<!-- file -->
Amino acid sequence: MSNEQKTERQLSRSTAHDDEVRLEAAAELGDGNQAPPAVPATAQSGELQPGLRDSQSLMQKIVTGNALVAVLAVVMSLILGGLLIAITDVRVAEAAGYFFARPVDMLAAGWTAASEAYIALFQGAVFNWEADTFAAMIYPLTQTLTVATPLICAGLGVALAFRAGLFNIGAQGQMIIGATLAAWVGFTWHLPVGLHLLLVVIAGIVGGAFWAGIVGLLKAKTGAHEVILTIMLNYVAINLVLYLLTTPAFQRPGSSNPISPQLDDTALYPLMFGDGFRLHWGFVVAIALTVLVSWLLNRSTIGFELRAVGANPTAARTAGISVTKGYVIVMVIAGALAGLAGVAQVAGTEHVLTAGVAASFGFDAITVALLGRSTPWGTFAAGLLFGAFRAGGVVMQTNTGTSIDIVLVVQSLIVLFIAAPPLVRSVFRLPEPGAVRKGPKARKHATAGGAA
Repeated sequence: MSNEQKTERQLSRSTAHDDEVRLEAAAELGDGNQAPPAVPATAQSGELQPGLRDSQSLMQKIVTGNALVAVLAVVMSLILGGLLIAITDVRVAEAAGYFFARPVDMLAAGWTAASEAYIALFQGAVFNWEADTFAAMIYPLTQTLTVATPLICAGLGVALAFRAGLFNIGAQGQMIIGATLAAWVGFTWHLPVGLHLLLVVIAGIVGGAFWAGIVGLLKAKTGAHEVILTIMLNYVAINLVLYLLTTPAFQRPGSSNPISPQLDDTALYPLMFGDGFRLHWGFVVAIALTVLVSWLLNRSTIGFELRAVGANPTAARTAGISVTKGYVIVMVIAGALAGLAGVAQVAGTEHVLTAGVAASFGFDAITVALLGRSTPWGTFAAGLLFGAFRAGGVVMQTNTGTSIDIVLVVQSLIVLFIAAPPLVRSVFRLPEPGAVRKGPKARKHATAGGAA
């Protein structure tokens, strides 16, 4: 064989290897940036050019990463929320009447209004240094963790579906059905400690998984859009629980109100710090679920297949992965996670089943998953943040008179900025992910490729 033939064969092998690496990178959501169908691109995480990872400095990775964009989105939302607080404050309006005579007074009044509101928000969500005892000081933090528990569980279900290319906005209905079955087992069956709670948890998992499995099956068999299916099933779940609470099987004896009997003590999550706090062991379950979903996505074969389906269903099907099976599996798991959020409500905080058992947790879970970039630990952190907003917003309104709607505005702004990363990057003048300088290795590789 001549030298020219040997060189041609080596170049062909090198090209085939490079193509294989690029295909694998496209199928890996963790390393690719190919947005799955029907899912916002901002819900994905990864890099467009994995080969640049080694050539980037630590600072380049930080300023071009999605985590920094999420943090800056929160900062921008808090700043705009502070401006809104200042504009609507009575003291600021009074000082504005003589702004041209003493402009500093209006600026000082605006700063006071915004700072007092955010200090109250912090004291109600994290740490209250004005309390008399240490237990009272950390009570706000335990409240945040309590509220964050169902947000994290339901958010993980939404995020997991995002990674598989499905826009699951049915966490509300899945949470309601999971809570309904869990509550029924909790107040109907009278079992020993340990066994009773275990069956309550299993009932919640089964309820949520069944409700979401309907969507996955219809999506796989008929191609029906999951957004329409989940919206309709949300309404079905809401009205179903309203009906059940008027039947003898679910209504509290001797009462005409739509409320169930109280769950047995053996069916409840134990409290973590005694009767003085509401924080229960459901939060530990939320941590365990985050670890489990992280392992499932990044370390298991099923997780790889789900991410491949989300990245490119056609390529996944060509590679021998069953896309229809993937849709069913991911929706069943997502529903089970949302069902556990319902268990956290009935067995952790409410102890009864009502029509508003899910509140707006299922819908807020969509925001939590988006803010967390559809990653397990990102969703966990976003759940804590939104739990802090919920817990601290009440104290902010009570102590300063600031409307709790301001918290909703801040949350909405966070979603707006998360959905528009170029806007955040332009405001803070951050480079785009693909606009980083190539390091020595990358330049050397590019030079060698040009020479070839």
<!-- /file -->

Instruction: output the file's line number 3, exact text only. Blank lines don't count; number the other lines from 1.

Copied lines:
């Protein structure tokens, strides 16, 4: 064989290897940036050019990463929320009447209004240094963790579906059905400690998984859009629980109100710090679920297949992965996670089943998953943040008179900025992910490729 033939064969092998690496990178959501169908691109995480990872400095990775964009989105939302607080404050309006005579007074009044509101928000969500005892000081933090528990569980279900290319906005209905079955087992069956709670948890998992499995099956068999299916099933779940609470099987004896009997003590999550706090062991379950979903996505074969389906269903099907099976599996798991959020409500905080058992947790879970970039630990952190907003917003309104709607505005702004990363990057003048300088290795590789 001549030298020219040997060189041609080596170049062909090198090209085939490079193509294989690029295909694998496209199928890996963790390393690719190919947005799955029907899912916002901002819900994905990864890099467009994995080969640049080694050539980037630590600072380049930080300023071009999605985590920094999420943090800056929160900062921008808090700043705009502070401006809104200042504009609507009575003291600021009074000082504005003589702004041209003493402009500093209006600026000082605006700063006071915004700072007092955010200090109250912090004291109600994290740490209250004005309390008399240490237990009272950390009570706000335990409240945040309590509220964050169902947000994290339901958010993980939404995020997991995002990674598989499905826009699951049915966490509300899945949470309601999971809570309904869990509550029924909790107040109907009278079992020993340990066994009773275990069956309550299993009932919640089964309820949520069944409700979401309907969507996955219809999506796989008929191609029906999951957004329409989940919206309709949300309404079905809401009205179903309203009906059940008027039947003898679910209504509290001797009462005409739509409320169930109280769950047995053996069916409840134990409290973590005694009767003085509401924080229960459901939060530990939320941590365990985050670890489990992280392992499932990044370390298991099923997780790889789900991410491949989300990245490119056609390529996944060509590679021998069953896309229809993937849709069913991911929706069943997502529903089970949302069902556990319902268990956290009935067995952790409410102890009864009502029509508003899910509140707006299922819908807020969509925001939590988006803010967390559809990653397990990102969703966990976003759940804590939104739990802090919920817990601290009440104290902010009570102590300063600031409307709790301001918290909703801040949350909405966070979603707006998360959905528009170029806007955040332009405001803070951050480079785009693909606009980083190539390091020595990358330049050397590019030079060698040009020479070839």